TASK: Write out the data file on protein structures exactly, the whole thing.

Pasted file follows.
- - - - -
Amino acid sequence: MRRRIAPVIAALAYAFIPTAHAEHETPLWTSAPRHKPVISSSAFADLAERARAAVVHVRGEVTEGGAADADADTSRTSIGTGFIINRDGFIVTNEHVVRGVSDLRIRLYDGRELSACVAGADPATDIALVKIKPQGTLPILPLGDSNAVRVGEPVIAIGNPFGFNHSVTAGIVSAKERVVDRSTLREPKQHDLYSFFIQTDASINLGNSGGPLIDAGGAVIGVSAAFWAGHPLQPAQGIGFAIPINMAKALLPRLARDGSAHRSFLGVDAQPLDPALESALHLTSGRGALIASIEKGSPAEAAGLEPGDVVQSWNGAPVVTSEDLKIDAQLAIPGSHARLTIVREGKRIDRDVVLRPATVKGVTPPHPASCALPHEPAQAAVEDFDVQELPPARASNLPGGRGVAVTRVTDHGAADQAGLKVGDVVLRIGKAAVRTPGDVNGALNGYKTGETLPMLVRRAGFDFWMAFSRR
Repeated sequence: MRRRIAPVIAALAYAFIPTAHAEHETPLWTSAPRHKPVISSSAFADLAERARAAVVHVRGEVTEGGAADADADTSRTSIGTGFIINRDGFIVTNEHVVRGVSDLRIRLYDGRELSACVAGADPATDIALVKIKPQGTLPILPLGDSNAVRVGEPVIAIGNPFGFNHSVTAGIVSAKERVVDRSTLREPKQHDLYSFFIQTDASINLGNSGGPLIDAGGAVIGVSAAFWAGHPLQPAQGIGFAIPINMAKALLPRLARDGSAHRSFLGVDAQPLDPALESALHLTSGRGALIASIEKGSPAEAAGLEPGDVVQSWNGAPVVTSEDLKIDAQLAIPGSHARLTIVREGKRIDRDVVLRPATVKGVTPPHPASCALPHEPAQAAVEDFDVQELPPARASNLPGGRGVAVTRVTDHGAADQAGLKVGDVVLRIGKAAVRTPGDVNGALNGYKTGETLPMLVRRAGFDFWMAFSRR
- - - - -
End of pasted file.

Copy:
Amino acid sequence: MRRRIAPVIAALAYAFIPTAHAEHETPLWTSAPRHKPVISSSAFADLAERARAAVVHVRGEVTEGGAADADADTSRTSIGTGFIINRDGFIVTNEHVVRGVSDLRIRLYDGRELSACVAGADPATDIALVKIKPQGTLPILPLGDSNAVRVGEPVIAIGNPFGFNHSVTAGIVSAKERVVDRSTLREPKQHDLYSFFIQTDASINLGNSGGPLIDAGGAVIGVSAAFWAGHPLQPAQGIGFAIPINMAKALLPRLARDGSAHRSFLGVDAQPLDPALESALHLTSGRGALIASIEKGSPAEAAGLEPGDVVQSWNGAPVVTSEDLKIDAQLAIPGSHARLTIVREGKRIDRDVVLRPATVKGVTPPHPASCALPHEPAQAAVEDFDVQELPPARASNLPGGRGVAVTRVTDHGAADQAGLKVGDVVLRIGKAAVRTPGDVNGALNGYKTGETLPMLVRRAGFDFWMAFSRR
Repeated sequence: MRRRIAPVIAALAYAFIPTAHAEHETPLWTSAPRHKPVISSSAFADLAERARAAVVHVRGEVTEGGAADADADTSRTSIGTGFIINRDGFIVTNEHVVRGVSDLRIRLYDGRELSACVAGADPATDIALVKIKPQGTLPILPLGDSNAVRVGEPVIAIGNPFGFNHSVTAGIVSAKERVVDRSTLREPKQHDLYSFFIQTDASINLGNSGGPLIDAGGAVIGVSAAFWAGHPLQPAQGIGFAIPINMAKALLPRLARDGSAHRSFLGVDAQPLDPALESALHLTSGRGALIASIEKGSPAEAAGLEPGDVVQSWNGAPVVTSEDLKIDAQLAIPGSHARLTIVREGKRIDRDVVLRPATVKGVTPPHPASCALPHEPAQAAVEDFDVQELPPARASNLPGGRGVAVTRVTDHGAADQAGLKVGDVVLRIGKAAVRTPGDVNGALNGYKTGETLPMLVRRAGFDFWMAFSRR